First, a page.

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AOL AIMs to fix security flaw

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AOL has acknowledged a potentially serious security vulnerability affecting users of its popular AOL Instant Messenger (AIM) software. It has promised a fix within days. In the meantime, the media giant is advising concerned punters to try a beta version of its forthcoming update.

The vulnerability in current version of the IM client stems from a bug in the 'Away' function of AIM which opens the door to stack-based buffer overflow attacks. The 'Away' functions is used to let a users let people know when they are away from their desk. A bug is AIM's URL handler means that the function misbehaves when it receives very long messages. Computer crackers might exploit this behaviour to inject malicious code into vulnerable system, security firm iDefense warns.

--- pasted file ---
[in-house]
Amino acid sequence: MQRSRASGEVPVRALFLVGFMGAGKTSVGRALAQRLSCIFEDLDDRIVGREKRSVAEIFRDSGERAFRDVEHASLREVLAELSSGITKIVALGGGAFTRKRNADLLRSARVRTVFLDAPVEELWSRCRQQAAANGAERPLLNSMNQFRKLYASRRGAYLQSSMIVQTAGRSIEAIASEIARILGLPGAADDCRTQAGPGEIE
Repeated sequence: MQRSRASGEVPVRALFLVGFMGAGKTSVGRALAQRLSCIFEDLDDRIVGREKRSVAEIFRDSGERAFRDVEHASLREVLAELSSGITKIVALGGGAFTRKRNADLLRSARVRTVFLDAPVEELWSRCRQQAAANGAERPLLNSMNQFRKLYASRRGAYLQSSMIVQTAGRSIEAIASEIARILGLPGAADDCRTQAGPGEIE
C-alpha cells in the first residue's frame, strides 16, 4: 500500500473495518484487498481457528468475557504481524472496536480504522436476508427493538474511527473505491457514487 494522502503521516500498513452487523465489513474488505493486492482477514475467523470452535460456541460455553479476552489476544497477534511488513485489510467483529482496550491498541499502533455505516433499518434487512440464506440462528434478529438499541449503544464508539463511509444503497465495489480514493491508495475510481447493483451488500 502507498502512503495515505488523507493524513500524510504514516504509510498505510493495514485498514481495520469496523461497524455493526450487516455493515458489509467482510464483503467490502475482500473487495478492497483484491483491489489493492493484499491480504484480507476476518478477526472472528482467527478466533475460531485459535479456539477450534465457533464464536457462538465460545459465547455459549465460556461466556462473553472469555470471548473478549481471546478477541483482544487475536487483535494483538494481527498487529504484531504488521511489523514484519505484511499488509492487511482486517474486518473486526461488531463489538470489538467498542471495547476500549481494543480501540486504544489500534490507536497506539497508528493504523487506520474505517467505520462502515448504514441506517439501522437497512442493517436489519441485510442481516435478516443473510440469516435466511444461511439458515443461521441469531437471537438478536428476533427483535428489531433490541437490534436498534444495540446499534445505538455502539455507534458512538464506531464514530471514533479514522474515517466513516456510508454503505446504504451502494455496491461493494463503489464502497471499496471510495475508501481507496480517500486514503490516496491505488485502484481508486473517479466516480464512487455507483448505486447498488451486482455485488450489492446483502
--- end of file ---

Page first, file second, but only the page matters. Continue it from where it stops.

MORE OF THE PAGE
The vulnerability has been confirmed in version 5.5.3595. Other versions may also be affected.

Exploit of the vulnerability requires that an AIM user click on a malicious URL supplied in an instant message or embedded in a Web page. The spread of mass mailing worm tells us it not hard to coax people into such risky behaviour, so a software update can't come too soon.

For now there are two options: update to AOL's beta software or block exploitation by removing the following key from the registry: 'HKEY_CLASSES_ROOT\aim'. Avoid the latter option unless you're comfortable with using Window's Registry Editor software, the misuse of which can render a system inoperable. ®

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